The artists of the ARTEFACT project set a new Ukraine (and, maybe, the world) record by creating the largest digital sculpture “Chernobyl Lights” at the “Duga” radar, which is also the largest laser installation in Ukraine on October 23. “Chernobyl Lights” could be observed for about an hour during the filming of the documentary art film “ARTEFACT: Chernobyl’s first Radioactive Rave” directed by Valerii Korshunov. The record is registered by the Book of Records of Ukraine.
The sculpture was created by the film director and author of the project Valerii Korshunov and media artist Yaroslav Kostenko. The presentation began with a theatrical performance, after which, for almost an hour in the complete darkness of the Chernobyl zone, the “Duga” was shining. It turned into a grandiose art object — a digital installation “Chernobyl Lights” and for the first time in its existence radiated light and music. The event was attended by more than 40 representatives of Ukrainian and foreign media, as well as several film crews that recorded this historic event for documentary films.
The over-the-horizon radar station “Duga”, a Soviet station for early detection of intercontinental ballistic missile launches, was built in the secret town Chernobyl-2. It was called “Russian Woodpecker” abroad for the characteristic sound that was heard around the world when it turned on. Its dimensions 700×135 meters are impressive, it is one of the most recognizable symbols of Chernobyl and Soviet propaganda.
Thanks to the laser installation “Chernobyl Lights” “Duga” became a unique large-scale media art object of Ukraine and shone with new meanings. It gave a new signal to the world about the Ukrainian liberation from the Soviet past and the realization of its own uniqueness. At the same time, thanks to the latest technology, art “Duga” has not changed its historical appearance. The digital installation was complemented by a special soundtrack based on the sounds of Chernobyl, which was created for the documentary by musician Rassvet. The main goal of the project is to rethink the Chernobyl tragedy in the past of the Ukrainian nation and to search for new cultural meanings in our time.
“Today we are creating the largest laser installation in Ukraine in order to show that the awful symbols of the Soviet Union can become great art objects of modern Ukraine. Chernobyl is our past that we cannot change. However, we must formulate our own messages to change the perception of Ukraine in the context of the Chernobyl tragedy now and in the future. The best form that is understandable to the whole world is art. For the second year, we create digital artefacts of Chernobyl to rethink not only atomic but also information disaster "- said the author of the idea, director and producer of the film “Artefacts of Chernobyl” Valeriy Korshunov.
At the end of this momentous cultural event, representatives of the Book of Records of Ukraine set a record and presented diplomas to the project organizers Svetlana and Valerii Korshunov and the representative of the Ukrainian Cultural Foundation Bogdan Androsyuk. Filming this day will be the final part of the documentary art film “Artefacts of Chernobyl”, which has references to artifacts of the Strugatsky brothers' novel “Roadside Picnic”, when objects called artifacts appeared in the exclusion zone.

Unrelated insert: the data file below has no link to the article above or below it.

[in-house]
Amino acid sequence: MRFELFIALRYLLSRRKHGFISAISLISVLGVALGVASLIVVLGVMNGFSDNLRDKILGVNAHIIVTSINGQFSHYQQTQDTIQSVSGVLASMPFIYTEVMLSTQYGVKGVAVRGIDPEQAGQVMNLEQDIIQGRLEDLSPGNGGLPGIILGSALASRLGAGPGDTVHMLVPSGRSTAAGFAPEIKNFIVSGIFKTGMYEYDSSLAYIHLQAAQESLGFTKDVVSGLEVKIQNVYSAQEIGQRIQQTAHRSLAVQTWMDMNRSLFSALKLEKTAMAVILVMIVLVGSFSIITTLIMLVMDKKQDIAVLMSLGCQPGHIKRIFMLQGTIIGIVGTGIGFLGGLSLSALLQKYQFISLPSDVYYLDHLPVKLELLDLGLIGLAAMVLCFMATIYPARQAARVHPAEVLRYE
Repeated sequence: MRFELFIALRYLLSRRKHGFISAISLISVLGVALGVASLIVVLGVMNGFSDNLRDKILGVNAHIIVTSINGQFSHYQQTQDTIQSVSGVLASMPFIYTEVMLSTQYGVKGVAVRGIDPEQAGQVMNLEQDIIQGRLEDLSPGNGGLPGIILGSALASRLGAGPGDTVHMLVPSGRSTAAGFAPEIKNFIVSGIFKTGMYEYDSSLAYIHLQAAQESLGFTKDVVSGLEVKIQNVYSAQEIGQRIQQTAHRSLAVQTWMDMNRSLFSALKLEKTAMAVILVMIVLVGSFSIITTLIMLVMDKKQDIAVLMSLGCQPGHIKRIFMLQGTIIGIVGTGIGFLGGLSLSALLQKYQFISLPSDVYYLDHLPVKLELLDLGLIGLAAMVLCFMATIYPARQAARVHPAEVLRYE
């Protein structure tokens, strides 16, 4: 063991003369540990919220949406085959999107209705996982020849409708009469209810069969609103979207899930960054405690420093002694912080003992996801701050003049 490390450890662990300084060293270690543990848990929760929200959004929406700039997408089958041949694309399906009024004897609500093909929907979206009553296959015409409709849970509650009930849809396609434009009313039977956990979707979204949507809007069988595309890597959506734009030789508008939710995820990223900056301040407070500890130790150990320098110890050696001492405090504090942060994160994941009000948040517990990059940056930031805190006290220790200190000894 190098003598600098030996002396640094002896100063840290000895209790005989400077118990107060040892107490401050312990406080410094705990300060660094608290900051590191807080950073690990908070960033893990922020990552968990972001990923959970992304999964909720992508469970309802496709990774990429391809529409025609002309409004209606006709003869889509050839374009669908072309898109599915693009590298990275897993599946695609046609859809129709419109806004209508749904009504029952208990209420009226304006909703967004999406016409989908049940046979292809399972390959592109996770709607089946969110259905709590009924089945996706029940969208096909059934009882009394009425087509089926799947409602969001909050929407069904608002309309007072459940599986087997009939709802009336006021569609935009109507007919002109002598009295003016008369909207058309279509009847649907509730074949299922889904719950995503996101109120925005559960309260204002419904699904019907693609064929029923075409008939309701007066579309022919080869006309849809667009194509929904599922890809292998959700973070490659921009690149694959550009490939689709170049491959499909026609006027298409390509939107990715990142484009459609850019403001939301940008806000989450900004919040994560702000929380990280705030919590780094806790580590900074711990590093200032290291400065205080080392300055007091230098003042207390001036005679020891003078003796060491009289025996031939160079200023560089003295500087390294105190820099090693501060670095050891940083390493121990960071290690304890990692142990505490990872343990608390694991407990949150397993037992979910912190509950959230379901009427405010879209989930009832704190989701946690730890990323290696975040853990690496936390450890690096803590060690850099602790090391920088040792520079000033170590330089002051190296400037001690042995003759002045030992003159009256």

"Many thanks to the authors of the ARTEFACT project for unforgettable impressions and emotions! Grandiose! I hope your bright message about rethinking the mistakes of the past, the unacceptable repetition of the devastating catastrophes generated by man and the deliberate dissemination of information have been heard on the other side of the planet (satellites are always on guard). Your performance should be repeated, and more than once, for a wide range of people from different countries right here, in the Exclusion Zone, at the “Duga” object — a symbol of the total secrecy of the Soviet past. Secrecy and the informational manipulations generated by it that is the main lesson of Chernobyl, which the world must recognize! We always support those who bring Lights! ”- Anna Korolevskaya, scientific director of the Chernobyl Museum and chief expert on Chernobyl-related topics.
After the HBO series, Chernobyl greatly attracted the attention of the whole world. Right now, it is important to create our own cultural products in order to answer the request about the modern perception of Chernobyl by Ukrainians and show that Ukraine not only survived the atomic catastrophe but learned how to live with it and has a unique experience, which is important to share with the world.
Documentary art cinema deals with contemporary cultural artefacts around Chernobyl. The film answers the question, why it’s necessary to make large-scale cultural projects in Chernobyl to draw attention to the problems of media literacy and fake news today. The authors conducted a lot of research work with the informational component of the Chernobyl tragedy and its impact on modern culture.
The project of documentary art film “Artefacts of Chernobyl” received support and a high score according to experts of the Ukrainian Cultural Fund in a competition among 170 projects. “Artefacts of Chernobyl” will be duplicated in 3 languages and presented on Ukrainian television and several international festivals.
The film is shot with the support of the Ukrainian Cultural Foundation, the Ministry of Culture of Ukraine, the Ministry of Information Policy, the Ministry of Energy and Environmental Protection, the Ukrainian Institute, the Sector Branch State Archive of the SBU, the State Agency for the Management of the Exclusion Zone, the Chernobyl Museum, the Carbon Media Art Residence, and the Center Pripyat Com.